A Bush Acolyte
Gaetz considers himself an acolyte of former Gov. Jeb Bush and admires Bush’s thinking on education, particularly when it comes to school choice. When the Foundation for Florida’s Future – an organization Bush founded — released legislative grades last year, Gaetz earned a spot on the honor roll.
Earlier this year the state’s teacher’s union complained that a House bill would change evaluation requirements for charter school teachers. If so, comparing charter school teacher evaluations to traditional school teacher evaluations would be unfair, the union argued.
The Florida Department of Education says the dispute was a misunderstanding, and that all teachers at publicly funded schools are subject to the same evaluation requirements.
But Gaetz wasn’t worried either way.
“I’ve been in business for 30 years. I’ve never asked for an even playing field,” Gaetz said of the complaints at the time. “You can’t make everything equal…but you’re not going to get paid the same, you’re not going to get treated the same.”
That drew ire around the state from teachers, parents and others who disapprove of Florida’s education policies.
“This man oozes contempt for public schools and public school teachers,” wrote blogger Chris Guerrieri.
New Graduation Standards?
Gaetz, with the CAPE bill, and House lawmakers have proposed easing Florida high school graduation requirements. That has drawn scrutiny from the Foundation for Florida’s Future.
For years Florida lawmakers — supported by the foundation — have added more requirements for graduation, such as two years of algebra and taking at least one online course. The director of the Foundation For Florida’s Future cautioned House lawmakers against “walking away” from high graduation standards.
The alternative diploma route is no less rigorous than the traditional diploma, Gaetz said. Those students would still be completing highly technical courses, he said, but might find those classes more relevant to their career plans.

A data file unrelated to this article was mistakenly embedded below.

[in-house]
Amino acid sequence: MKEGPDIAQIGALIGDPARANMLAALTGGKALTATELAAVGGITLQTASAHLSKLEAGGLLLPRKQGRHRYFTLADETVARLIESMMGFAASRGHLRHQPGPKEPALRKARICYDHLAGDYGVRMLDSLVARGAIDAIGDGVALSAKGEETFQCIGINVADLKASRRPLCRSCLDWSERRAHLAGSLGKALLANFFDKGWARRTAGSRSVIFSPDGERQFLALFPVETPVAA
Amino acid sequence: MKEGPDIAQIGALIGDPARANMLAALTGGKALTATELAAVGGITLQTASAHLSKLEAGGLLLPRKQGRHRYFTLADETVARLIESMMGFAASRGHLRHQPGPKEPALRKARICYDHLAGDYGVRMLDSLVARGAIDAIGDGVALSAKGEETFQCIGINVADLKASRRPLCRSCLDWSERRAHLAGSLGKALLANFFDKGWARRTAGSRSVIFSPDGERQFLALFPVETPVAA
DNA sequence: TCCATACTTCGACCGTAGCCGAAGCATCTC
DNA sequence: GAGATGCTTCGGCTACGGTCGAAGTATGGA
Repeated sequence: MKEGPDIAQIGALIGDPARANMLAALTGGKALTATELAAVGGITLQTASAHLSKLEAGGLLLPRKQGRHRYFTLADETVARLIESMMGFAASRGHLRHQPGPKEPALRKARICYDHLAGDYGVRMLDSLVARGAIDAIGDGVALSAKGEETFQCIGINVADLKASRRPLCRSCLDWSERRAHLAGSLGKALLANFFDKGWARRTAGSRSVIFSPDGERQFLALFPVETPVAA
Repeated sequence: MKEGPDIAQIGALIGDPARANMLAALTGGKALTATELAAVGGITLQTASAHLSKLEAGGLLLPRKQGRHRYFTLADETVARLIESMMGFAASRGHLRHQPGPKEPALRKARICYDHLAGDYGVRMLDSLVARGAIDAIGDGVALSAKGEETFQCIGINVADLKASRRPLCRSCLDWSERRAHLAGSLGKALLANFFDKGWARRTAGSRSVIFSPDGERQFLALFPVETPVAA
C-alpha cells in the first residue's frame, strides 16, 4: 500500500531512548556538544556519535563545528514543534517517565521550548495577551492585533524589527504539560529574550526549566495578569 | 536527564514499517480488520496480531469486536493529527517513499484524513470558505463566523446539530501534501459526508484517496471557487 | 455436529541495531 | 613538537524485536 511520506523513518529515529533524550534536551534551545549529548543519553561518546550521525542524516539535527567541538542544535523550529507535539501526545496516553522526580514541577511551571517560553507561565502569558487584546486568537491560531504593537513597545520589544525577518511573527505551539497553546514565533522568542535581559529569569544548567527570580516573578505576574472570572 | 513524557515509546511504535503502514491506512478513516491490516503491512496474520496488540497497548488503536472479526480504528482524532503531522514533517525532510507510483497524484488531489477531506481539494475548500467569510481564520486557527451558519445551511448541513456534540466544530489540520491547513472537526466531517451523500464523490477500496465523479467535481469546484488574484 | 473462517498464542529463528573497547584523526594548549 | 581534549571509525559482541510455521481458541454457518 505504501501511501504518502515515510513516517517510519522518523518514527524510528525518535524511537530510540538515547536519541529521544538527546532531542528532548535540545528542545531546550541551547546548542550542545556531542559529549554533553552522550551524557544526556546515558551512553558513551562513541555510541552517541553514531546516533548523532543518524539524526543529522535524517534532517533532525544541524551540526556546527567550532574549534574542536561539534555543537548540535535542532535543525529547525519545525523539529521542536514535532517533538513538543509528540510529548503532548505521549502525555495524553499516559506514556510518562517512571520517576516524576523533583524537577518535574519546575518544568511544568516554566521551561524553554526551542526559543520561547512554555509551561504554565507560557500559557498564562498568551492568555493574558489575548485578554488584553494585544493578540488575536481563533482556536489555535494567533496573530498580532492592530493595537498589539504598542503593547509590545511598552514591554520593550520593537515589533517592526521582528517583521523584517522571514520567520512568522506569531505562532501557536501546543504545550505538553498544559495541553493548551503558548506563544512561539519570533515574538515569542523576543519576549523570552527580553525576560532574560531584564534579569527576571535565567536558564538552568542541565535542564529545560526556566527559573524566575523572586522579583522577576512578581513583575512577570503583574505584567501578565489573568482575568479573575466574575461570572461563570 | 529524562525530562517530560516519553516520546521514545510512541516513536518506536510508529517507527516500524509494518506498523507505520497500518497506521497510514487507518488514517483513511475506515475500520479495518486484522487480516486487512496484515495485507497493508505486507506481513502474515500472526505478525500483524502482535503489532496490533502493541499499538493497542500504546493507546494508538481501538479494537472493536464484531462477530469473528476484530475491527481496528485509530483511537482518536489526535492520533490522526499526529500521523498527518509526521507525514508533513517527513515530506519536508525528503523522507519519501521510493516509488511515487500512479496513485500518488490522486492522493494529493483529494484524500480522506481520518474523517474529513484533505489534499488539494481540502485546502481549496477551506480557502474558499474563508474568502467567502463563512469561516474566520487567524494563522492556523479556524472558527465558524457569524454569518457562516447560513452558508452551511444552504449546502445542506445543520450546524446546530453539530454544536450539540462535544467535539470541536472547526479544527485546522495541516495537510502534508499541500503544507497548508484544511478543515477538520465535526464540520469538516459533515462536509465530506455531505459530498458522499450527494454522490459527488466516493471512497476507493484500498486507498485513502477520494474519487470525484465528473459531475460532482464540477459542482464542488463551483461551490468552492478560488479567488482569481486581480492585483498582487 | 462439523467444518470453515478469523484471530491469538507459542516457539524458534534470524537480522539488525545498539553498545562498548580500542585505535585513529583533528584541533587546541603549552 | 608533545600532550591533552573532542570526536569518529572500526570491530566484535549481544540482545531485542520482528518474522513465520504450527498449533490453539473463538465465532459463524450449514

“We still want students to be able to pass algebra,” he said. “We want them to be able to read.
“But if they can learn other skills in an applied fashion, what we found was, in our schools when we did this, students were coming early, staying late. They were excited. They were interested.”
He also argued Florida should meet a fall 2014 deadline to implement new education standards, known as Common Core, and an accompanying test which will replace most of the FCAT.
Lawmakers, Education Commissioner Tony Bennett and others have questioned whether the new test will be ready, or whether Florida schools will have the computers, tablets and bandwidth needed to administer the online exam.
Frakes, the Okaloosa County school board member, says the county won’t finish retrofitting its schools for three more years.
“All of us on the local level are concerned,” she said.
Florida is behind schedule, Gaetz said, but he expects the state and districts will meet the deadline.
After all, it’s on his list.
“I believe we ought to make sure our schools and our districts are ready,” Gaetz said. “I think under Tony Bennett’s direction that can happen.”